- Washington Gov. Jay Inslee's proposed carbon tax has stalled again, this time because the measure lacked enough votes in the state Senate, where Democrats hold an advantage.
- Proposed in January, the tax would have been set initially at $20/ton, rising annually by an inflation-adjusted 3.5%. The tax would have brought in more than $3 billion over the next four years, bill supporters estimated.
- While Inslee and supporters of the tax are confident there will eventually be a cost on carbon, so far the ideas has been met with a lukewarm response in the state. Voters rejected a carbon tax at the polls in 2016.
Some politicians in Washington state see a carbon tax as inevitable. In the liberal-leaning state, Democratic proponents of the idea should have an advantage. But for the second time, the proposed carbon tax has been defeated.
The first rejection came from voters in 2016 when only 42% supported Initiative 732. Now Democratic Sen. Reuven Carlyle, sponsor of the current carbon tax bill, has conceded the votes are not there, though he told the Associated Press that he is confident a carbon tax is in the state's future.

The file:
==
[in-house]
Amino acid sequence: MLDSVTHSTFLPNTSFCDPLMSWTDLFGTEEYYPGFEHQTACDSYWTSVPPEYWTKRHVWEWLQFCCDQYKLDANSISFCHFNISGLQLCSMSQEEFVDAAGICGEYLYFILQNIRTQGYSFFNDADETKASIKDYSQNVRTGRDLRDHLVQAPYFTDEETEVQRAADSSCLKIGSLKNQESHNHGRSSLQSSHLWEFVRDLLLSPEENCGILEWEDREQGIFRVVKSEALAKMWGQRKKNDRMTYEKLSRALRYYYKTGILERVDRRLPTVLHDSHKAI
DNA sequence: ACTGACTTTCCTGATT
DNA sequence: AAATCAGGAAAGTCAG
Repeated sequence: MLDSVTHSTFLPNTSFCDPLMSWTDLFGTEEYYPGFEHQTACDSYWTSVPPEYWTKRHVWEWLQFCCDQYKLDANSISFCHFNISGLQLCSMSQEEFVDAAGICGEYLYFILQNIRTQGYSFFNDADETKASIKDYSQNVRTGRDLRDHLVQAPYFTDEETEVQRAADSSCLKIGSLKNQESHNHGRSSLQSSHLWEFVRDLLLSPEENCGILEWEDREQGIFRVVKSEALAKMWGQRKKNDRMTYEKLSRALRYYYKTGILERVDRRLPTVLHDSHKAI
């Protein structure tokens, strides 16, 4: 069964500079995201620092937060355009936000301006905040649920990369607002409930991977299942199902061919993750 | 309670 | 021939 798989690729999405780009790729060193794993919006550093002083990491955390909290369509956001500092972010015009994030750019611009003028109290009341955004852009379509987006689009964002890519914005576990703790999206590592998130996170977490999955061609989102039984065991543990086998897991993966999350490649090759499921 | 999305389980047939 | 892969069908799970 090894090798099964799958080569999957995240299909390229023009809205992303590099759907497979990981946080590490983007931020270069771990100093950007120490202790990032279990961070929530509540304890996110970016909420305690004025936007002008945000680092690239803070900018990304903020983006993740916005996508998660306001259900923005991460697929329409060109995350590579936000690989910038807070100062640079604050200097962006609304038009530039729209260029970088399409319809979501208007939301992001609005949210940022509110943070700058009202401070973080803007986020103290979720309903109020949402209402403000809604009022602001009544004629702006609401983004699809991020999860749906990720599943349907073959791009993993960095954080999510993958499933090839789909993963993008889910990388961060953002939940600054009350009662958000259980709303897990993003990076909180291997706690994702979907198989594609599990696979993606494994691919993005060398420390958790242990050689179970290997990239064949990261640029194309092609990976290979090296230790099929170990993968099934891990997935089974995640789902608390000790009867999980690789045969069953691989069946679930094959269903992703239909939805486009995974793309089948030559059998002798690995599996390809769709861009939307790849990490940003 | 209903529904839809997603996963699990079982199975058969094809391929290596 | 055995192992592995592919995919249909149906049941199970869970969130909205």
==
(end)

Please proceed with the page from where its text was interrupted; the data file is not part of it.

Inslee proposed the newest version in January, calling for a $20/ton tax to begin July 1, 2019. It could bring in almost $5 billion in the first six years, he said. Despite the defeat, Inslee also believes the carbon tax will happen.
"I would consider this a sea change in the climate fight. It's come a long way from where we've been. We've basically shown that carbon policy is within reach," Inslee told Associated Press.
This year, lawmakers in nine states formed a coalition to press for a price on carbon dioxide emissions. California is the only state with an economy-wide tax on carbon, and some form of that appears to be where the coalition is headed — even if all of the states involved are not on board. In addition to Washington state's debate, Vermont Gov. Phil Scott (R) opposes a carbon tax and has even rejected studyng the idea.